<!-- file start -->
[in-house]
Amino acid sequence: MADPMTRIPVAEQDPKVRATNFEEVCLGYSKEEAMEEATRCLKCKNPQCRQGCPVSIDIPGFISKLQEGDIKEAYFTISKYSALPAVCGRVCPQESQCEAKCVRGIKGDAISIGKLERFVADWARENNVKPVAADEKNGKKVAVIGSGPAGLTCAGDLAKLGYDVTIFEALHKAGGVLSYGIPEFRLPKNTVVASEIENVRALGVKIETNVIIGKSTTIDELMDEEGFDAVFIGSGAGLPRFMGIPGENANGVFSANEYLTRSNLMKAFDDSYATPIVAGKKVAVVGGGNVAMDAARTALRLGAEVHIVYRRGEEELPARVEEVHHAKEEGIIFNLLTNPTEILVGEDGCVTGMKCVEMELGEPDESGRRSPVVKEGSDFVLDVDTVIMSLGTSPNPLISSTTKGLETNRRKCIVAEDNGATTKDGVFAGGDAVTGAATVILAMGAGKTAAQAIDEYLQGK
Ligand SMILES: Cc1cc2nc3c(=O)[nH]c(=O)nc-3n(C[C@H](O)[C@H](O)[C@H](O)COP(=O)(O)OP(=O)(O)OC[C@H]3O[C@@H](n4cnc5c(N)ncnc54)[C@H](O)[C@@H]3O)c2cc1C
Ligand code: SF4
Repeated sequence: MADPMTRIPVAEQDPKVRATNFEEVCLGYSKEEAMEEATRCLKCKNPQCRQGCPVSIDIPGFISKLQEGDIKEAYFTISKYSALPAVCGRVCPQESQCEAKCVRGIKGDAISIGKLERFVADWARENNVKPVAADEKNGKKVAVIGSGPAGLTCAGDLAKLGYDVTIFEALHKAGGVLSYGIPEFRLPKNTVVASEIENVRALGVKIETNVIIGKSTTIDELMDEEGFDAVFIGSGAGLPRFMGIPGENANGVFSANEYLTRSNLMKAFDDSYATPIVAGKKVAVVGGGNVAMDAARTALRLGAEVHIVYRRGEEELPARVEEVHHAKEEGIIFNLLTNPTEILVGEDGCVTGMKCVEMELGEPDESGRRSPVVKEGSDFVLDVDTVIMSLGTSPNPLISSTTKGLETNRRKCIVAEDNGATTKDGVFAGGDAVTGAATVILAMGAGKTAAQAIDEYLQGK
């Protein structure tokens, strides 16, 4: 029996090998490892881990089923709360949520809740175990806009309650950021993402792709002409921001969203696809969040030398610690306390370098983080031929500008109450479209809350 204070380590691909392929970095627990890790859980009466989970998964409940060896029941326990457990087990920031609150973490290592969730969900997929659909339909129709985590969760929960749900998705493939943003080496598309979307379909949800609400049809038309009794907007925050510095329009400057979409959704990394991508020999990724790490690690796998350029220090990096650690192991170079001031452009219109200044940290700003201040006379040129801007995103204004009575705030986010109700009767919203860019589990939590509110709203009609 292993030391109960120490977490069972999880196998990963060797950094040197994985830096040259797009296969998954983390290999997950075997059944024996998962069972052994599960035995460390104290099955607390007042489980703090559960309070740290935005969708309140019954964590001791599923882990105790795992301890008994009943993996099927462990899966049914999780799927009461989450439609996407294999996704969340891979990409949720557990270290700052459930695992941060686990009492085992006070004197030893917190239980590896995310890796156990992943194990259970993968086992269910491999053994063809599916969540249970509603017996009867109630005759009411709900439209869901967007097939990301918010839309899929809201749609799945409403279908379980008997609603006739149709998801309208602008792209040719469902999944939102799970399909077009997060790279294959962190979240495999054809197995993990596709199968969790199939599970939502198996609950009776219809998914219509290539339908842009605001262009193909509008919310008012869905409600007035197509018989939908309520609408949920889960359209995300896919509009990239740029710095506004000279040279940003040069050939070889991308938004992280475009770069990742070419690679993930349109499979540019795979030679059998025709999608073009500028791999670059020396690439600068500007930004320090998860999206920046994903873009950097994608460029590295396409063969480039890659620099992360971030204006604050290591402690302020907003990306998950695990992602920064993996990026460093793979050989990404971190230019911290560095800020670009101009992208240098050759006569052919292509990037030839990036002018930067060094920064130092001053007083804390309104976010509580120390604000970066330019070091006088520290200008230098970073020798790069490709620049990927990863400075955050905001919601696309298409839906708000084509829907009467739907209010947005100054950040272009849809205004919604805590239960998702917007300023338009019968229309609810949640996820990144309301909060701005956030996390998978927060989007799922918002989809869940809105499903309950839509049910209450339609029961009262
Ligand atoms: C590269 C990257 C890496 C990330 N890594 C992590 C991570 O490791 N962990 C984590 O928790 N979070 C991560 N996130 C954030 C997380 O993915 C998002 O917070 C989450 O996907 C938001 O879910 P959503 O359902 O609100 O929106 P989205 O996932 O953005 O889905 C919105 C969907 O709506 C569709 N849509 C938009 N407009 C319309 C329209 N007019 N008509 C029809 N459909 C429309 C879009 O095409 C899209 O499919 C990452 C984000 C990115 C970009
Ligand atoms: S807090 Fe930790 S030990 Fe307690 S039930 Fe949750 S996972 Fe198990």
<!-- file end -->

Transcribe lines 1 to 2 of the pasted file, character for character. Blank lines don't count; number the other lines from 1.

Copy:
[in-house]
Amino acid sequence: MADPMTRIPVAEQDPKVRATNFEEVCLGYSKEEAMEEATRCLKCKNPQCRQGCPVSIDIPGFISKLQEGDIKEAYFTISKYSALPAVCGRVCPQESQCEAKCVRGIKGDAISIGKLERFVADWARENNVKPVAADEKNGKKVAVIGSGPAGLTCAGDLAKLGYDVTIFEALHKAGGVLSYGIPEFRLPKNTVVASEIENVRALGVKIETNVIIGKSTTIDELMDEEGFDAVFIGSGAGLPRFMGIPGENANGVFSANEYLTRSNLMKAFDDSYATPIVAGKKVAVVGGGNVAMDAARTALRLGAEVHIVYRRGEEELPARVEEVHHAKEEGIIFNLLTNPTEILVGEDGCVTGMKCVEMELGEPDESGRRSPVVKEGSDFVLDVDTVIMSLGTSPNPLISSTTKGLETNRRKCIVAEDNGATTKDGVFAGGDAVTGAATVILAMGAGKTAAQAIDEYLQGK